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gives a numerical approximation to the derivative of expr with respect to x at the point .

gives a numerical approximation to the ^(th) derivative of expr.
  • The expression expr must be numeric when its argument x is numeric.
  • is equivalent to .
  • is unable to recognize small numbers that should in fact be zero. Chop may be needed to eliminate these spurious residuals.
  • The following options can be given:
MethodEulerSummethod to use
Scale1size at which variations are expected
Terms7number of terms to be used
WorkingPrecisionMachinePrecisionprecision to use in internal computations
  • Possible settings for Method include:
EulerSumuse Richardson's extrapolation to the limit
NIntegrateuse Cauchy's integral formula
  • With Method, needs to evaluate expr at .
  • If expr is not analytic in the neighborhood of , then the default method must be used.
  • The option Scale->s is used to capture the scale of variation when using Method.
  • When the value of the derivative depends on the direction, the default is to the right. Other directions can be chosen with the option Scale->s, where the direction is s.
  • The option Terms->n gives the number of terms to use for extrapolation when using Method.
  • With Method->NIntegrate, the expression expr must be analytic in a neighborhood of the point .
Click for copyable input
Click for copyable input
The expression and evaluation point may be complex:
is threaded element-wise:
Use the default Method when expr is not analytic in the neighborhood of :
An incorrect answer is obtained with Method->NIntegrate:
Here is a derivative where the default method works poorly:
The correct answer is:
In this case the expression is analytic, so Method->NIntegrate will work well:
Use Scale->s to capture the region of variation:
The scale of variation is around :
A value of Scale->s which is too large can be compensated by increasing the number of terms:
Use Scale to specify directional derivatives. The left and right derivatives of the nonanalytic function :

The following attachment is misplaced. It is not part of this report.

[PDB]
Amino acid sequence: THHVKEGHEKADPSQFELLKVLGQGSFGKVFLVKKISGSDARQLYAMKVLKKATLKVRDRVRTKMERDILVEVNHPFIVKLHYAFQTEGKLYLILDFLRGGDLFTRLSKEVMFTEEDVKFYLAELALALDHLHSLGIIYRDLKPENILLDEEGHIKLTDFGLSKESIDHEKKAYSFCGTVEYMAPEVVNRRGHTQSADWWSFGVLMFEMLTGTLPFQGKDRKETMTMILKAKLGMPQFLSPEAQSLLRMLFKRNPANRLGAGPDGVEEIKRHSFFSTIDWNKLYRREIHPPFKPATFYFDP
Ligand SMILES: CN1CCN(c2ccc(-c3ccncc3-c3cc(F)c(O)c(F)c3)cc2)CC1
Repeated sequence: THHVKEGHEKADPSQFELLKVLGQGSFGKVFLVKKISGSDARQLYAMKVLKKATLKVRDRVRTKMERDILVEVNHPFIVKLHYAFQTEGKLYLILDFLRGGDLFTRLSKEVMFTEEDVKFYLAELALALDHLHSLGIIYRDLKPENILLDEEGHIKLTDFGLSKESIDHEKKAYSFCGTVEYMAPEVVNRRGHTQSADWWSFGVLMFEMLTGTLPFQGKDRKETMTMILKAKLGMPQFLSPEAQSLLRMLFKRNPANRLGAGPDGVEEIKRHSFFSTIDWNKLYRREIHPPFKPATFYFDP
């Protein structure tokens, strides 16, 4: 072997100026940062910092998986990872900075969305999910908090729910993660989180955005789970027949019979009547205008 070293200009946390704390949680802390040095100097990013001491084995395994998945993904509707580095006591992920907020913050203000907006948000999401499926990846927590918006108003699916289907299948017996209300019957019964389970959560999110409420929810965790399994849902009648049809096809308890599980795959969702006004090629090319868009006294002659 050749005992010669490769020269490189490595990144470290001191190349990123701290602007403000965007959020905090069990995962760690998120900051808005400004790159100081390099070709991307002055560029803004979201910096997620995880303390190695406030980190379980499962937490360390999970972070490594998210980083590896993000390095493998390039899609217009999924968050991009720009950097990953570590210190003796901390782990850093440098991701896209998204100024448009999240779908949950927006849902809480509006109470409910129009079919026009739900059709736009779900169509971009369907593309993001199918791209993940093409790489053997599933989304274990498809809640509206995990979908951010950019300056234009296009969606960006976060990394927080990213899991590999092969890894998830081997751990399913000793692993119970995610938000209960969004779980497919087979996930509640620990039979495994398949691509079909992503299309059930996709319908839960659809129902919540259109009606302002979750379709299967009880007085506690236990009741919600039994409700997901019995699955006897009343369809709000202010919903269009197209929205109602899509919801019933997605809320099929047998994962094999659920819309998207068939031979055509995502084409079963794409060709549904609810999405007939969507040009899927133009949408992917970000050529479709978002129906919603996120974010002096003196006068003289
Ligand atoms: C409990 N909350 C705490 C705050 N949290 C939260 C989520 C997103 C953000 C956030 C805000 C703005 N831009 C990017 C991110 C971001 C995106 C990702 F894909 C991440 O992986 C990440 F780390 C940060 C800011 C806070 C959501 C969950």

Complex directions may also be specified:
Use the option Scale to avoid regions of non-analyticity when the method used is NIntegrate:
Shrinking the radius avoids the essential singularity at x=1:
Increasing the number of terms may improve accuracy. Here is a somewhat inaccurate approximation:
Increasing the number of terms produces a more accurate answer:
Increasing the number of terms further can produce nonsense due to numerical instability:
Combining an increase in the number of terms with a higher working precision often will reduce the error:
High-order derivatives with Method experience significant subtractive cancellation:
Using a higher working precision and additional terms produces an accurate answer:
For this problem, Method->NIntegrate with default options produces a correct answer:
Higher-order derivatives will again experience numerical instability:
Increasing WorkingPrecision will improve the accuracy:
An alternative is to increase the radius of the contour of integration:
is useful for differentiating functions which are only defined numerically. Here is such a function:
Here is the derivative of with respect to b evaluated at :
can be used as an aid in developing and testing a more robust function for finding the derivative:
The option Method->NIntegrate uses Cauchy's integral formula to compute derivatives:
The equivalent computation can be performed using NResidue:
Mathematica has built-in code to compute derivatives of numerical functions:
The built-in numerical derivative code can be used. However, it is unable to capture the rapid oscillations:
The correct answer:
Using with the appropriate options can compute an accurate derivative:
With Method, must be able to evaluate expr at the point :
Adding an additional definition for f allows to compute the derivative:
In this case, Method->NIntegrate produces a more accurate answer:
Some fractional and complex derivatives can be computed: